Maximize The Moment: Volume 1, Issue 2
Now it's time to MAXIMize the Moment!
Everyday, Keith and Lee walk from Spanish together. "Tricia is looking good today, Keith. You are going to have a nice view during Chem."
"I'm glad I have something to look forward to about Coop's class. I better run, Lee. I was late again yesterday and Cooper is getting on my case."
As Keith walks into Chem class, he sees Tricia, star student, varsity athlete, and Homecoming princess three years running. "Hey, Tricia."
"Hi, Keith. Did you take Ms. Simon's English test this morning? I heard it was a killer."
"Sad, but true, Trish. I didn't recognize most of the poems on there and only knew about five of the vocab words. I know that I should have studied more, but I don't think it would have mattered much."
"I know what you mean, Keith. Ms. Simon's tests are so awful. I don't think she even teaches us half the stuff on her tests. It's really not fair. I'm so mad. Ms. Simon's class is the only one I have a B in and I really wanted to pull it up so that I could get a 4-point-O this quarter. Now there's no way that I'm going to get a good grade. If you didn't do well, I really don't stand a chance. My parents are going to be so mad at me; my mom really wants me to get into Georgetown—like she did."
"Don't worry, Tricia. You'll be fine. If it would help you feel more at ease, maybe we could sit together and I could help you study during lunch."
"Thanks, Keith. That'd be great. I'm not sure that we'll have enough time to get through everything during lunch, though. Maybe if you tell me what's actually on the test we won't waste as much time. Then we'll have time to talk about other things," Tricia says and flashes Keith her best all-American, Prom Queen smile.
What am I supposed to do now, Keith thinks. Ms. Simon specifically told us that she considers it cheating when students discuss tests afterwards. On the other hand, I'd really just be helping Tricia study, maybe in a little more focused way. And Ms. Simon's tests are so unfair that you practically have to cheat to pass—it's really her own fault that so many students share information about the tests.
Still, it just doesn't feel right. It's not really fair that Tricia should get information that other people don't have. I'd be pretty mad if I found out someone in my class got a copy of the test to study from. Besides, Ms. Simon told us not to. That'd be like lying to her, too.
What should I do? "Honesty is the best policy." Suddenly, that old phrase that I've heard a million time before pops into my head. "Honesty is the best policy," I think again. I have to be honest with myself about the fact that I know that it would be wrong. And I have to behave honestly and not give Tricia, no matter how cute she is, an unfair advantage. It just wouldn't be right. I have to be honest in my actions and to tell Tricia the truth.
"Tricia, just bring all your notes with you. Who knows what Ms. Simon is going to put on your class's version of the test? If we go over everything, then you'll definitely be safe. And, if we run short on time at lunch, I can call you tonight so we can talk about doing something together this weekend."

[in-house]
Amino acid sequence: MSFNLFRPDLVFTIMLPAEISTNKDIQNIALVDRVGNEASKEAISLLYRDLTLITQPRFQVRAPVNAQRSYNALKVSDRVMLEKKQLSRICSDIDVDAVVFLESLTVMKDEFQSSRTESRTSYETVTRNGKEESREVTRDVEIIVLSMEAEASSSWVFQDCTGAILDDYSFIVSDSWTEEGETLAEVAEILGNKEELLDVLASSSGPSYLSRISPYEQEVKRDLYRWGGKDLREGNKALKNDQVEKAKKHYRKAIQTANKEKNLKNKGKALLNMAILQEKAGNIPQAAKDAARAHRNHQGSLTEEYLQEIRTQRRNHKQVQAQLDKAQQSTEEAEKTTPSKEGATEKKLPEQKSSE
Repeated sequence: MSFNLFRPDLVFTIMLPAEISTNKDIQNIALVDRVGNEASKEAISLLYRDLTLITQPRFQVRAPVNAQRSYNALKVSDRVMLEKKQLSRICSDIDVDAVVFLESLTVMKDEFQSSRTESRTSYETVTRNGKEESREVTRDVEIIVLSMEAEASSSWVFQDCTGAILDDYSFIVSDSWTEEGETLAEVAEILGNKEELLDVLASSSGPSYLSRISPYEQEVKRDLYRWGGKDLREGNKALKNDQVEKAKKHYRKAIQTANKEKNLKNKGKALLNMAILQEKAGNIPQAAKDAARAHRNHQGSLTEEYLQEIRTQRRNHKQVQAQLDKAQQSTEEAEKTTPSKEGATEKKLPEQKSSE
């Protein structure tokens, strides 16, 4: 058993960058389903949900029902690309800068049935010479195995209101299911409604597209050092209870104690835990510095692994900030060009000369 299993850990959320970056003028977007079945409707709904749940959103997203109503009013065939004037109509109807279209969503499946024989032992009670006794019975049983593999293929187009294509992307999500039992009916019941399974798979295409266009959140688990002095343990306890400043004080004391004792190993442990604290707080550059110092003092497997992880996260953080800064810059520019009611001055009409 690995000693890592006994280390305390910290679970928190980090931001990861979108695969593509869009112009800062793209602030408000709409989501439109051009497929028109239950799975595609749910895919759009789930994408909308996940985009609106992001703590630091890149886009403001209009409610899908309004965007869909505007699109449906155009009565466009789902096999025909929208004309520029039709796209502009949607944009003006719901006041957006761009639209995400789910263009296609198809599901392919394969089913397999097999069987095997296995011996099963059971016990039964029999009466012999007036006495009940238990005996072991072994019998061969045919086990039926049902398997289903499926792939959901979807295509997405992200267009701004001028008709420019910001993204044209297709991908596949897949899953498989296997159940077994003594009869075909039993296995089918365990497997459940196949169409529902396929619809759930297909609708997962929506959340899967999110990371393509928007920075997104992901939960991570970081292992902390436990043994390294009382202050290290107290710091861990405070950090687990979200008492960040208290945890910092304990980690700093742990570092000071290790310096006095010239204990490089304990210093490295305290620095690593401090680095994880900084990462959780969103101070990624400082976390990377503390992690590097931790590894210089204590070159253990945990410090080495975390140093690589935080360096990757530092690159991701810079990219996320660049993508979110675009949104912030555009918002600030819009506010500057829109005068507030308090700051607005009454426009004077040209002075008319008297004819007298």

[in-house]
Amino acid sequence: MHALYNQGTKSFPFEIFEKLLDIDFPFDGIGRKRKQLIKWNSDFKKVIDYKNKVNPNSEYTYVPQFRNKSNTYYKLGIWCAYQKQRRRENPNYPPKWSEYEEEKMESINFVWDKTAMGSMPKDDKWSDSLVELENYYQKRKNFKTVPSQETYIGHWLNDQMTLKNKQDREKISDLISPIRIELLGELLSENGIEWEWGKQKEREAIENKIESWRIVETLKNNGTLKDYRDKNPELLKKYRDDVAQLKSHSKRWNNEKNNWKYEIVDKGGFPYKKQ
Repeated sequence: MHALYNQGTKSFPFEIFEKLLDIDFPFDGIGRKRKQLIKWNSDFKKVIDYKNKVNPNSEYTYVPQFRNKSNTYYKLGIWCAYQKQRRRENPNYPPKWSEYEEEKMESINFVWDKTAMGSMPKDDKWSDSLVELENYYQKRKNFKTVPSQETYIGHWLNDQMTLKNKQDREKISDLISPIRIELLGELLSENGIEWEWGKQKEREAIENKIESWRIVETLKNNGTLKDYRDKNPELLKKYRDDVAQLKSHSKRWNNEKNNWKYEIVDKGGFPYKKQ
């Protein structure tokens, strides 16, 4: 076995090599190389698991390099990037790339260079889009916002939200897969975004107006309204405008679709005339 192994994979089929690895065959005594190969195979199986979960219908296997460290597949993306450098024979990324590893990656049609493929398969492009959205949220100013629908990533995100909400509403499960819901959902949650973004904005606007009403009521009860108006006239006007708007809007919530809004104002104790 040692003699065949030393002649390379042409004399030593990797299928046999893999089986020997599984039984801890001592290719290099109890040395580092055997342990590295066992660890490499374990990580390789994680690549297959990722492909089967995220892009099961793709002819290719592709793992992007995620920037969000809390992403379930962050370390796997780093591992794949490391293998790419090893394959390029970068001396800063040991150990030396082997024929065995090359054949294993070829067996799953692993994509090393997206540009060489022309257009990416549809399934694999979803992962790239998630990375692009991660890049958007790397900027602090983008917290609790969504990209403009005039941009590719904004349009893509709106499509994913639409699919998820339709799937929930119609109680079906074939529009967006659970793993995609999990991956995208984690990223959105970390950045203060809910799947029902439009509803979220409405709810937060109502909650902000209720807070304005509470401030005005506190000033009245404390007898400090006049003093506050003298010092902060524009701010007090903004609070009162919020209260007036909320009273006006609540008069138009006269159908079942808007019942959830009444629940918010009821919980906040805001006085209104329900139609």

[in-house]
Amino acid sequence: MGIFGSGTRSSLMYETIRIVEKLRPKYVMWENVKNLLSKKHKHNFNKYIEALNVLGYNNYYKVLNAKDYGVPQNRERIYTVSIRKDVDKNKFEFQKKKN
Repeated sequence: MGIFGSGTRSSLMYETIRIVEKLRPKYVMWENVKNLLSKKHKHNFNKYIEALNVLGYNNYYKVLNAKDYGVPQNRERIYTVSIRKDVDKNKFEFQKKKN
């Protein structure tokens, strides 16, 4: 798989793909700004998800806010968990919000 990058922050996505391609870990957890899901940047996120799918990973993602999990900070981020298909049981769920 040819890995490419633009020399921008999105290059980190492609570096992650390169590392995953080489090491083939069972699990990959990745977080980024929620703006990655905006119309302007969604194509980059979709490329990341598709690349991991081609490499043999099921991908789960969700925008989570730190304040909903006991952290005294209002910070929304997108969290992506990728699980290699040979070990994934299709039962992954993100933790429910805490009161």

As Keith walks toward his locker he thinks, I'm proud that I made the right choice. I feel like I was being honest with myself and Ms. Simon, and even honest with Tricia. From now on, when I'm in doubt and I can't figure it out, I'll remember to MAXIMize the Moment.
This week's maxim is "Honesty is the best policy."
- "Honesty is the best policy."
Miguel de Cervantes
Featured character trait
- Honesty — I am a truthful person, in both my words and actions. I recognize that honesty requires telling the truth, not merely the avoidance of lies and deceit.
Character points (for substitution if this week's trait isn't one of your school's core values)
- Truthfulness — I am honest in my words and actions. I recognize that real honesty is not just about not lying, but also requires that I be forthcoming, not deceptive.
- Trustworthiness — I live in an honest and forthright way so people can believe in my word and rely on my promises
- Integrity — I live out my values in a genuine way, so others can trust me and my promises.
- What do you think constitutes cheating?
- What do you think your teachers consider cheating?
- Why do students at this school cheat?
- What sorts of justifications and rationalizations do you hear for cheating? How could some of those issues (pressure, not feeling prepared, differences between what you learned and what you are being tested on, test anxiety, etc.)be combated in more honest and productive ways?
- Even if you know you are not going to get caught, how can cheating have negative consequences?
- What does it mean to be an honest person?
- Is trustworthiness merely about consistently telling the truth?
- What are the benefits of being a truthful person?
- What makes it difficult to consistently be honest and forthright?
- How important is it to you that your friends, boy/girlfriends, teachers, parents, etc. are honest with you?
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